by James A. Wright, Orderly Sergeant in Company F; Steven J. Keillor, editor
Wright’s memoir is based on his diaries and letters from this 3 years in Company F of the First Minnesota Volunteer Infantry Regiment in the Civil War. Painstakingly edited by Keillor, this book has been called the fullest personal account of the battles, marches, and soldier life of one of the most renowned regiments in the Army of the Potomac. Richard Moe, referred to earlier on this page, has written that this book “is one of the best first-person accounts of the First Minnesota’s remarkable story. It is certainly the most complete.”
This regiment took part in every significant battle and action in the war in the East from 1861 to 1864; Bull Run, the Peninsula Campaign, Antietam, Fredericksburg, Gettysburg, and Bristoe Station. At Gettysburg, the First Minnesota halted the Confederate charge, and suffered an 82 percent casualty rate. Wright’s account of this battle is striking in its description of the horror the men felt at facing their foes, their determination to do their duty, and the shock of the loss of so many of their comrades. Wright recalls the long marches, the poor food, the inadequate shelter, the dedicated officers, the debilitating illnesses, the longing for home, and yet a sense of pride to preserve the Union.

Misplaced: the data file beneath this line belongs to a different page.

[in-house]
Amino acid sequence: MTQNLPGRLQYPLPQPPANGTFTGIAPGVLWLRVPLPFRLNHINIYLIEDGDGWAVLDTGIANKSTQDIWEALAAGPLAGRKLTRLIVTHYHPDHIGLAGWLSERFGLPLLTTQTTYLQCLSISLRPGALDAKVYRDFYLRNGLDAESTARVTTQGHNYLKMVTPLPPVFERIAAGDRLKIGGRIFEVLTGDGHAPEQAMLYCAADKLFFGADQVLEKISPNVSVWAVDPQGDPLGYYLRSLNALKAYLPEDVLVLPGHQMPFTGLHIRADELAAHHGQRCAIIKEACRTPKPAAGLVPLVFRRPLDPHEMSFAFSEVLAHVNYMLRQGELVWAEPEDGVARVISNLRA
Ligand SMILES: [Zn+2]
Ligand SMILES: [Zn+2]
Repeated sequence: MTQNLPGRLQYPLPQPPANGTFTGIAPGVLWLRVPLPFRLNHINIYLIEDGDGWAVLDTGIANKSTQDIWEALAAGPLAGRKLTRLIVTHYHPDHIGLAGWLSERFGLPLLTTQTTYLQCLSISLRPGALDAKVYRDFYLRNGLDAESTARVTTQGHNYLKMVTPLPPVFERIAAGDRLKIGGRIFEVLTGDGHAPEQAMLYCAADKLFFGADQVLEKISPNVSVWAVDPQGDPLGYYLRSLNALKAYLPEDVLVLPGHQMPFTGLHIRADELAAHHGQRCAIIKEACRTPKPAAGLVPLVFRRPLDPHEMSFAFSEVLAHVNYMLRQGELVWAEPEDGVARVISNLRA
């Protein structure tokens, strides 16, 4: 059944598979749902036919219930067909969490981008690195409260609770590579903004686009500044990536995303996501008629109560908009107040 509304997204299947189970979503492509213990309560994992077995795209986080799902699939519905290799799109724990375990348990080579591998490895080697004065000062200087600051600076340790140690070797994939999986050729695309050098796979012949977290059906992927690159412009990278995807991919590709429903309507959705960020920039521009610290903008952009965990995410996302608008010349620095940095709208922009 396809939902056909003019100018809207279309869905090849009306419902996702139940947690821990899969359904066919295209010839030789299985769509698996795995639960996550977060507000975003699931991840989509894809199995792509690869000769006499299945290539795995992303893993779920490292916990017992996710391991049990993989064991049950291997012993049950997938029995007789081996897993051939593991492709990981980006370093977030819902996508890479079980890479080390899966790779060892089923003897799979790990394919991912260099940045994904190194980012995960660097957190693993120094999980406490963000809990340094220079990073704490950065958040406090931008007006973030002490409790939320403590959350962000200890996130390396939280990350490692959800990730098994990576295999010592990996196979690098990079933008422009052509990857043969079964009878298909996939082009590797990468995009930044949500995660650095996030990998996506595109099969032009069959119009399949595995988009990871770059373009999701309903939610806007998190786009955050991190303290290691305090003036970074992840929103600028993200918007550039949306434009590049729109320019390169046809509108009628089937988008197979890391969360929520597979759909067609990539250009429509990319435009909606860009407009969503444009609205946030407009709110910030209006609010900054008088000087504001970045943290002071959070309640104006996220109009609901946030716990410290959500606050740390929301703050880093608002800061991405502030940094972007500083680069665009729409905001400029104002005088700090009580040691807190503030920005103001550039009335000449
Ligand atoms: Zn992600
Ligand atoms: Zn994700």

Keillor, a college teacher and author of books based on various facets of MN history, “stumbled” upon Wright’s the letters and manuscript-in-the-making while Keillow was doing research for another book.